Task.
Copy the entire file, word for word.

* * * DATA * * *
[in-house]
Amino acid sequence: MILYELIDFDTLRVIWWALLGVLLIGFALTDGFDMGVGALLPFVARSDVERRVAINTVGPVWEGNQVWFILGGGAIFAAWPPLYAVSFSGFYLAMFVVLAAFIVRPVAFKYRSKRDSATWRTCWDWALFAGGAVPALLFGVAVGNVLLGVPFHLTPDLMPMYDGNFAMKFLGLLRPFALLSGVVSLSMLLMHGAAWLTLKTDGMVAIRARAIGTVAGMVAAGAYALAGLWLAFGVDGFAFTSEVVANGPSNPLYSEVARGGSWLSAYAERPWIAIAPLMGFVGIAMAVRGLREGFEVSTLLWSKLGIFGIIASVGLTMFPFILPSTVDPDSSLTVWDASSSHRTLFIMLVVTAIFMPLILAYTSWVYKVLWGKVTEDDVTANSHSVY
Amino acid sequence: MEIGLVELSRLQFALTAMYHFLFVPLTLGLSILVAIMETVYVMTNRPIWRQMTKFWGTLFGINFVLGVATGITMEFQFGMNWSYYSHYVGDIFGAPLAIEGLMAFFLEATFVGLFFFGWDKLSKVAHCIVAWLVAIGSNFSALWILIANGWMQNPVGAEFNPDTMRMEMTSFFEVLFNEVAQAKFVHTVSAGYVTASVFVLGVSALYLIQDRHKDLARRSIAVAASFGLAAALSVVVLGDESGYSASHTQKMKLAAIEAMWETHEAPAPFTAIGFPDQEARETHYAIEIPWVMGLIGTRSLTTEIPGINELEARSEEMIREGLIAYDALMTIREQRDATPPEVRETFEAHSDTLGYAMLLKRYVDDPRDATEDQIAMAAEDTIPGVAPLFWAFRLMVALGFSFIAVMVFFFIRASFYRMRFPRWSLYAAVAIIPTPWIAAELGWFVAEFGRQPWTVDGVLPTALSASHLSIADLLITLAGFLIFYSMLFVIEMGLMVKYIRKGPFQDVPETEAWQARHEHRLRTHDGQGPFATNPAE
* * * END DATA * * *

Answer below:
[in-house]
Amino acid sequence: MILYELIDFDTLRVIWWALLGVLLIGFALTDGFDMGVGALLPFVARSDVERRVAINTVGPVWEGNQVWFILGGGAIFAAWPPLYAVSFSGFYLAMFVVLAAFIVRPVAFKYRSKRDSATWRTCWDWALFAGGAVPALLFGVAVGNVLLGVPFHLTPDLMPMYDGNFAMKFLGLLRPFALLSGVVSLSMLLMHGAAWLTLKTDGMVAIRARAIGTVAGMVAAGAYALAGLWLAFGVDGFAFTSEVVANGPSNPLYSEVARGGSWLSAYAERPWIAIAPLMGFVGIAMAVRGLREGFEVSTLLWSKLGIFGIIASVGLTMFPFILPSTVDPDSSLTVWDASSSHRTLFIMLVVTAIFMPLILAYTSWVYKVLWGKVTEDDVTANSHSVY
Amino acid sequence: MEIGLVELSRLQFALTAMYHFLFVPLTLGLSILVAIMETVYVMTNRPIWRQMTKFWGTLFGINFVLGVATGITMEFQFGMNWSYYSHYVGDIFGAPLAIEGLMAFFLEATFVGLFFFGWDKLSKVAHCIVAWLVAIGSNFSALWILIANGWMQNPVGAEFNPDTMRMEMTSFFEVLFNEVAQAKFVHTVSAGYVTASVFVLGVSALYLIQDRHKDLARRSIAVAASFGLAAALSVVVLGDESGYSASHTQKMKLAAIEAMWETHEAPAPFTAIGFPDQEARETHYAIEIPWVMGLIGTRSLTTEIPGINELEARSEEMIREGLIAYDALMTIREQRDATPPEVRETFEAHSDTLGYAMLLKRYVDDPRDATEDQIAMAAEDTIPGVAPLFWAFRLMVALGFSFIAVMVFFFIRASFYRMRFPRWSLYAAVAIIPTPWIAAELGWFVAEFGRQPWTVDGVLPTALSASHLSIADLLITLAGFLIFYSMLFVIEMGLMVKYIRKGPFQDVPETEAWQARHEHRLRTHDGQGPFATNPAE